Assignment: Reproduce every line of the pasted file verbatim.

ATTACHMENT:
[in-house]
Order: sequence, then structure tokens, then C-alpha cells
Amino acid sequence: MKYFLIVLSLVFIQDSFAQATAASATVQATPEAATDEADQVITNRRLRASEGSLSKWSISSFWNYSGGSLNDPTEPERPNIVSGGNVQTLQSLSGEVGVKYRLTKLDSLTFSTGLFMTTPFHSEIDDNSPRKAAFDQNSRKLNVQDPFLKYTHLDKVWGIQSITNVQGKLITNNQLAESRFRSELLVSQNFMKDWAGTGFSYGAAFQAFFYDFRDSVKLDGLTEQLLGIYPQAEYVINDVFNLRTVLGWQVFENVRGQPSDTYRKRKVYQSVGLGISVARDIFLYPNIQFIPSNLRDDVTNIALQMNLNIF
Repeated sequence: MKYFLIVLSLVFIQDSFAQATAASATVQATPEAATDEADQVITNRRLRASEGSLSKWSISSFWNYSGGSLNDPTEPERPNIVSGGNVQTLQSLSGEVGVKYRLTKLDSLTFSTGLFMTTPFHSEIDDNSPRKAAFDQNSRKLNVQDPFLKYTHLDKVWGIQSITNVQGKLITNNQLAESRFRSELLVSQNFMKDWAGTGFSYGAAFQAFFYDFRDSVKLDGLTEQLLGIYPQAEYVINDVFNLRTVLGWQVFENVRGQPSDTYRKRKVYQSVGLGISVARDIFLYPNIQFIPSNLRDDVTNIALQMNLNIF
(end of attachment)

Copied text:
[in-house]
Order: sequence, then structure tokens, then C-alpha cells
Amino acid sequence: MKYFLIVLSLVFIQDSFAQATAASATVQATPEAATDEADQVITNRRLRASEGSLSKWSISSFWNYSGGSLNDPTEPERPNIVSGGNVQTLQSLSGEVGVKYRLTKLDSLTFSTGLFMTTPFHSEIDDNSPRKAAFDQNSRKLNVQDPFLKYTHLDKVWGIQSITNVQGKLITNNQLAESRFRSELLVSQNFMKDWAGTGFSYGAAFQAFFYDFRDSVKLDGLTEQLLGIYPQAEYVINDVFNLRTVLGWQVFENVRGQPSDTYRKRKVYQSVGLGISVARDIFLYPNIQFIPSNLRDDVTNIALQMNLNIF
Repeated sequence: MKYFLIVLSLVFIQDSFAQATAASATVQATPEAATDEADQVITNRRLRASEGSLSKWSISSFWNYSGGSLNDPTEPERPNIVSGGNVQTLQSLSGEVGVKYRLTKLDSLTFSTGLFMTTPFHSEIDDNSPRKAAFDQNSRKLNVQDPFLKYTHLDKVWGIQSITNVQGKLITNNQLAESRFRSELLVSQNFMKDWAGTGFSYGAAFQAFFYDFRDSVKLDGLTEQLLGIYPQAEYVINDVFNLRTVLGWQVFENVRGQPSDTYRKRKVYQSVGLGISVARDIFLYPNIQFIPSNLRDDVTNIALQMNLNIF